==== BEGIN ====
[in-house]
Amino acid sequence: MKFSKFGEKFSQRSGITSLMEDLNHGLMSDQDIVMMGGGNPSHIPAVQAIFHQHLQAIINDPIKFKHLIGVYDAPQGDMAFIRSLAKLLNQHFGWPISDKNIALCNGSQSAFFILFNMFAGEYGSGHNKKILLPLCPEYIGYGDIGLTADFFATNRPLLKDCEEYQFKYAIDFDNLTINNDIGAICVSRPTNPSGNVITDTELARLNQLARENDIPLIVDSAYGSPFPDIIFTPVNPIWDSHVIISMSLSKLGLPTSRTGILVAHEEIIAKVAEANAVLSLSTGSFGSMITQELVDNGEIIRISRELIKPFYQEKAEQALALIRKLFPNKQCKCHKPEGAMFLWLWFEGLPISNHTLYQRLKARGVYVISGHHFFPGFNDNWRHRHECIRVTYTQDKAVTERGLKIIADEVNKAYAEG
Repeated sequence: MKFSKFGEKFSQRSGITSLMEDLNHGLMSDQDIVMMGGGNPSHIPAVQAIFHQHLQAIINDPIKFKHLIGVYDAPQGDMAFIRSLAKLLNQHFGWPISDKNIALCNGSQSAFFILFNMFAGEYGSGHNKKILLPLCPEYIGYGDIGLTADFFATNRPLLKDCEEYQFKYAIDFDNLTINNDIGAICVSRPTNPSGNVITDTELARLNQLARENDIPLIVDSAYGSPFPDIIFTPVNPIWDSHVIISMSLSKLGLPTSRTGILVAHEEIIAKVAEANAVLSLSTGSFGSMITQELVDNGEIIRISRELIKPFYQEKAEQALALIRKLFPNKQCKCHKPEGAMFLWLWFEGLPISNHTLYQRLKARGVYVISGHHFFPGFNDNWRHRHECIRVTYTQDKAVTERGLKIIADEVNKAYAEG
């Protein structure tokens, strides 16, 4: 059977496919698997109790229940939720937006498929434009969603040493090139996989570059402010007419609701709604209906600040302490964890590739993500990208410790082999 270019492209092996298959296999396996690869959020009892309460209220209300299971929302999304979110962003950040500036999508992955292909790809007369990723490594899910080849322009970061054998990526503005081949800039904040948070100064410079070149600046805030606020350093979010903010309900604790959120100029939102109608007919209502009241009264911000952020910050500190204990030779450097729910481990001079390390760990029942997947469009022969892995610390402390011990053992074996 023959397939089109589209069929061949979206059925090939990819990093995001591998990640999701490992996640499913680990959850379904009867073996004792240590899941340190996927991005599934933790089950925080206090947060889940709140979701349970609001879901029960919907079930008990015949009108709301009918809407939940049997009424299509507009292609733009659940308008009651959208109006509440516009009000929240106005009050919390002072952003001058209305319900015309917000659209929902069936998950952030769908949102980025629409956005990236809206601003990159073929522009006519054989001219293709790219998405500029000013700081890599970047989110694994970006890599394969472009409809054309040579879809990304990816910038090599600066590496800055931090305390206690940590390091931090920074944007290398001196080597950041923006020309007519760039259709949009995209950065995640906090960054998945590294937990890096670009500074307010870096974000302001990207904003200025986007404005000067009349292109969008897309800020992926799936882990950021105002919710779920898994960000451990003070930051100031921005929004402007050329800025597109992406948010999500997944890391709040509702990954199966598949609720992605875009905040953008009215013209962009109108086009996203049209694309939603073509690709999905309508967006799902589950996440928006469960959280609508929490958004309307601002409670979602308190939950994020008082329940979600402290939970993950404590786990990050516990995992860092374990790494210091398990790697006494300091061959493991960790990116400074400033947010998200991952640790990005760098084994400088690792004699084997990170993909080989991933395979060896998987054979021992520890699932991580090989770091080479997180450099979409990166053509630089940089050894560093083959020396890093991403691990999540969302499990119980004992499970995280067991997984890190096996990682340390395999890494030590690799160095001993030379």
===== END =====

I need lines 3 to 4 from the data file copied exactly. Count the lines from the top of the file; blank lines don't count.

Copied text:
Repeated sequence: MKFSKFGEKFSQRSGITSLMEDLNHGLMSDQDIVMMGGGNPSHIPAVQAIFHQHLQAIINDPIKFKHLIGVYDAPQGDMAFIRSLAKLLNQHFGWPISDKNIALCNGSQSAFFILFNMFAGEYGSGHNKKILLPLCPEYIGYGDIGLTADFFATNRPLLKDCEEYQFKYAIDFDNLTINNDIGAICVSRPTNPSGNVITDTELARLNQLARENDIPLIVDSAYGSPFPDIIFTPVNPIWDSHVIISMSLSKLGLPTSRTGILVAHEEIIAKVAEANAVLSLSTGSFGSMITQELVDNGEIIRISRELIKPFYQEKAEQALALIRKLFPNKQCKCHKPEGAMFLWLWFEGLPISNHTLYQRLKARGVYVISGHHFFPGFNDNWRHRHECIRVTYTQDKAVTERGLKIIADEVNKAYAEG
């Protein structure tokens, strides 16, 4: 059977496919698997109790229940939720937006498929434009969603040493090139996989570059402010007419609701709604209906600040302490964890590739993500990208410790082999 270019492209092996298959296999396996690869959020009892309460209220209300299971929302999304979110962003950040500036999508992955292909790809007369990723490594899910080849322009970061054998990526503005081949800039904040948070100064410079070149600046805030606020350093979010903010309900604790959120100029939102109608007919209502009241009264911000952020910050500190204990030779450097729910481990001079390390760990029942997947469009022969892995610390402390011990053992074996 023959397939089109589209069929061949979206059925090939990819990093995001591998990640999701490992996640499913680990959850379904009867073996004792240590899941340190996927991005599934933790089950925080206090947060889940709140979701349970609001879901029960919907079930008990015949009108709301009918809407939940049997009424299509507009292609733009659940308008009651959208109006509440516009009000929240106005009050919390002072952003001058209305319900015309917000659209929902069936998950952030769908949102980025629409956005990236809206601003990159073929522009006519054989001219293709790219998405500029000013700081890599970047989110694994970006890599394969472009409809054309040579879809990304990816910038090599600066590496800055931090305390206690940590390091931090920074944007290398001196080597950041923006020309007519760039259709949009995209950065995640906090960054998945590294937990890096670009500074307010870096974000302001990207904003200025986007404005000067009349292109969008897309800020992926799936882990950021105002919710779920898994960000451990003070930051100031921005929004402007050329800025597109992406948010999500997944890391709040509702990954199966598949609720992605875009905040953008009215013209962009109108086009996203049209694309939603073509690709999905309508967006799902589950996440928006469960959280609508929490958004309307601002409670979602308190939950994020008082329940979600402290939970993950404590786990990050516990995992860092374990790494210091398990790697006494300091061959493991960790990116400074400033947010998200991952640790990005760098084994400088690792004699084997990170993909080989991933395979060896998987054979021992520890699932991580090989770091080479997180450099979409990166053509630089940089050894560093083959020396890093991403691990999540969302499990119980004992499970995280067991997984890190096996990682340390395999890494030590690799160095001993030379």